The seven-time champion, who missed the tournament last year, was outplayed by Italian Camila Giorgi initially but fought back impressively to win 3-6 6-3 6-4 on Centre Court.
Having swept all before her in the last two years she played Wimbledon, in 2015 and 2016, American Williams has now extended her winning streak at the All England Club to 19 matches.
This is just her fourth tournament back since giving birth last September, and Williams is one win away from a 10th Wimbledon singles final appearance.
Williams will next face Germany’s Julia Goerges, the 13th seed, who reached her first grand slam semi-final with victory over Kiki Bertens.
The 29-year-old dropped the first set to Dutch 20th seed Bertens but fought back to win 3-6 7-5 6-1.
Angelique Kerber admitted nerves almost got the better of her after needing seven match points to see off Russian youngster Daria Kasatkina.
Kerber came out on top of a spectacular 25-shot rally to force the all-important match point number seven, and finally got the job done as Kasatkina netted a forehand, the German relieved to be a 6-3 7-5 winner.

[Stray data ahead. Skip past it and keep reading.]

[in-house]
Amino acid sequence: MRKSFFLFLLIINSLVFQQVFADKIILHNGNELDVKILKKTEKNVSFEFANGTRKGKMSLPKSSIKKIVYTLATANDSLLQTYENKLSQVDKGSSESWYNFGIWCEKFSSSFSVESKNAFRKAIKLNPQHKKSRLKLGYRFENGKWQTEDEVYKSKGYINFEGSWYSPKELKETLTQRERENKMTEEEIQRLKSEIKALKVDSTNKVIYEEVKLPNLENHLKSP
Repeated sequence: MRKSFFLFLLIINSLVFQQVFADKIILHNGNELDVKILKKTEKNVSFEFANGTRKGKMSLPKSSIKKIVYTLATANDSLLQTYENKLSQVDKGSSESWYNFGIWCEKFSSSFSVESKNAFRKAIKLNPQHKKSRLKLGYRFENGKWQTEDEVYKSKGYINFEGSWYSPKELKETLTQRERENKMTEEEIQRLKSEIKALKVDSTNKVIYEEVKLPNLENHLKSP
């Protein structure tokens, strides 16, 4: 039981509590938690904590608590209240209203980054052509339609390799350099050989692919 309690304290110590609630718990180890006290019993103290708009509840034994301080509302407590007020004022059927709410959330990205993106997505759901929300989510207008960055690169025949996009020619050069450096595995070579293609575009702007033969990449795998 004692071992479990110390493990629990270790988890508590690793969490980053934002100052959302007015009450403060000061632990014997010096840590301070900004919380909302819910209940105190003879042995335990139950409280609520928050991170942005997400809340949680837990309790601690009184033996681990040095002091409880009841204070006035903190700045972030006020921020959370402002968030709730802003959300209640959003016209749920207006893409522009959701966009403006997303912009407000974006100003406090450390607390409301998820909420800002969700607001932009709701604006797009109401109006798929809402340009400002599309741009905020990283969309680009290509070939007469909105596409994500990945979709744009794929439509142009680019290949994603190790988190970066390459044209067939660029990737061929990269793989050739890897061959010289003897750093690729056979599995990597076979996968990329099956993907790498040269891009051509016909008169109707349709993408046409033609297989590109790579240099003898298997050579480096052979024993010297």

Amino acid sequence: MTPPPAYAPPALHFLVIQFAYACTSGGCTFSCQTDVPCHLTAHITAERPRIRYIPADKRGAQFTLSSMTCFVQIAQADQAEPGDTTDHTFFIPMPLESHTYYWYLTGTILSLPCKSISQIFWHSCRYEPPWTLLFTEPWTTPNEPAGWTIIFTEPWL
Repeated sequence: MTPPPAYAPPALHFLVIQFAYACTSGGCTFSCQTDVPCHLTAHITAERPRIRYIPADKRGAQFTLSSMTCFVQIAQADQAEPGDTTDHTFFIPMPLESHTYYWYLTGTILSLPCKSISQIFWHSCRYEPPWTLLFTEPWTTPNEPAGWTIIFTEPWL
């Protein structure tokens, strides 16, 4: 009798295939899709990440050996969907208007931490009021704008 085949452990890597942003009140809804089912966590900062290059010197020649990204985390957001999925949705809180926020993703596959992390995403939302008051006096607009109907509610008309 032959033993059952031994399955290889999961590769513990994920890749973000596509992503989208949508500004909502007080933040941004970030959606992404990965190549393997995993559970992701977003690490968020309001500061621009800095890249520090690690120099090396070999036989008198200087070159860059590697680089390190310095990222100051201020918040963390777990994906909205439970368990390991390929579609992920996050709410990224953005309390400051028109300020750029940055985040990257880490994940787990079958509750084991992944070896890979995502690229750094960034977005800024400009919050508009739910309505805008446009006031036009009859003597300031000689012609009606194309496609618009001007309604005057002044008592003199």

“We both played at a really high level, starting from the first point,” Kerber said.
Kasatkina had Kerber scurrying and scrambling during some compelling rallies but ultimately a vulnerable serve, which offered up seven double faults, let her down.
Seeded 11th, Kerber seems to be approaching something close to her 2016 peak, when she won her two grand slam titles and reached the final at Wimbledon.
The 30-year-old slipped out of the world’s top 20 after a miserable 2017, but she has rediscovered her game this year.
“I’m looking forward now to playing the semis here,” Kerber added. “That is where I put my focus on right now, not about the results I had before. It’s just about the next match now.”
That next match will be against another 21-year-old in 12th seed Jelena Ostapenko, who won last year’s French Open.
Ostapenko roared into her first Wimbledon semi-final with a display of power-hitting against Dominika Cibulkova.
The Latvian struck 32 winners to just six from her opponent, with Cibulkova’s second serve taking a pummelling, and won 7-5 6-4 in an hour and 22 minutes.
“I knew I had to be aggressive otherwise she would have opportunity for winners so I just went for my shots,” Ostapenko said.
“Angelique is a great player, it’s going to be a battle, a tough match probably with long rallies, but I will prepare well and be confident.”